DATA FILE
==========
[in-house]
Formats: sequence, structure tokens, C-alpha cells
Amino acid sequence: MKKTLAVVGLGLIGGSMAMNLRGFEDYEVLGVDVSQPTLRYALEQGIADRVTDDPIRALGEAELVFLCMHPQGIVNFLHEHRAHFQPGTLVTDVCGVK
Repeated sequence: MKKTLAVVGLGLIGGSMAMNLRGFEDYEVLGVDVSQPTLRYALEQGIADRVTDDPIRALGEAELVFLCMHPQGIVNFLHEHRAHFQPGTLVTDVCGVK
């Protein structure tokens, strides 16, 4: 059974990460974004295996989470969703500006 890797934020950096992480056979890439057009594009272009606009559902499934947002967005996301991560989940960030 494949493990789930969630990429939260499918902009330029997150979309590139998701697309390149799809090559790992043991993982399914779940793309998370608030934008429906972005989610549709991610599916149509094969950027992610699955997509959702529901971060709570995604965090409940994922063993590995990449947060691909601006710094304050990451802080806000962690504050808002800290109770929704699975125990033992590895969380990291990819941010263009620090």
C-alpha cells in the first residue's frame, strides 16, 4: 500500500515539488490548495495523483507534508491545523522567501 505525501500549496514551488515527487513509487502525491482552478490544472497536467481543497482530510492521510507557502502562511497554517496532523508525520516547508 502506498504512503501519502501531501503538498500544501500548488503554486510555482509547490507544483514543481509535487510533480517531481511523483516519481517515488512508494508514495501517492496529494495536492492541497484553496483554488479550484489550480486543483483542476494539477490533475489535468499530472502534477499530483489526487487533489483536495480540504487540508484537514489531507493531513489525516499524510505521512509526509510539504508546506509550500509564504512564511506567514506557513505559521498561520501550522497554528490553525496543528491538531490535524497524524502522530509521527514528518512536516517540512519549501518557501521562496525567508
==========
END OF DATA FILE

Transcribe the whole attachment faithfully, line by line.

[in-house]
Formats: sequence, structure tokens, C-alpha cells
Amino acid sequence: MKKTLAVVGLGLIGGSMAMNLRGFEDYEVLGVDVSQPTLRYALEQGIADRVTDDPIRALGEAELVFLCMHPQGIVNFLHEHRAHFQPGTLVTDVCGVK
Repeated sequence: MKKTLAVVGLGLIGGSMAMNLRGFEDYEVLGVDVSQPTLRYALEQGIADRVTDDPIRALGEAELVFLCMHPQGIVNFLHEHRAHFQPGTLVTDVCGVK
């Protein structure tokens, strides 16, 4: 059974990460974004295996989470969703500006 890797934020950096992480056979890439057009594009272009606009559902499934947002967005996301991560989940960030 494949493990789930969630990429939260499918902009330029997150979309590139998701697309390149799809090559790992043991993982399914779940793309998370608030934008429906972005989610549709991610599916149509094969950027992610699955997509959702529901971060709570995604965090409940994922063993590995990449947060691909601006710094304050990451802080806000962690504050808002800290109770929704699975125990033992590895969380990291990819941010263009620090």
C-alpha cells in the first residue's frame, strides 16, 4: 500500500515539488490548495495523483507534508491545523522567501 505525501500549496514551488515527487513509487502525491482552478490544472497536467481543497482530510492521510507557502502562511497554517496532523508525520516547508 502506498504512503501519502501531501503538498500544501500548488503554486510555482509547490507544483514543481509535487510533480517531481511523483516519481517515488512508494508514495501517492496529494495536492492541497484553496483554488479550484489550480486543483483542476494539477490533475489535468499530472502534477499530483489526487487533489483536495480540504487540508484537514489531507493531513489525516499524510505521512509526509510539504508546506509550500509564504512564511506567514506557513505559521498561520501550522497554528490553525496543528491538531490535524497524524502522530509521527514528518512536516517540512519549501518557501521562496525567508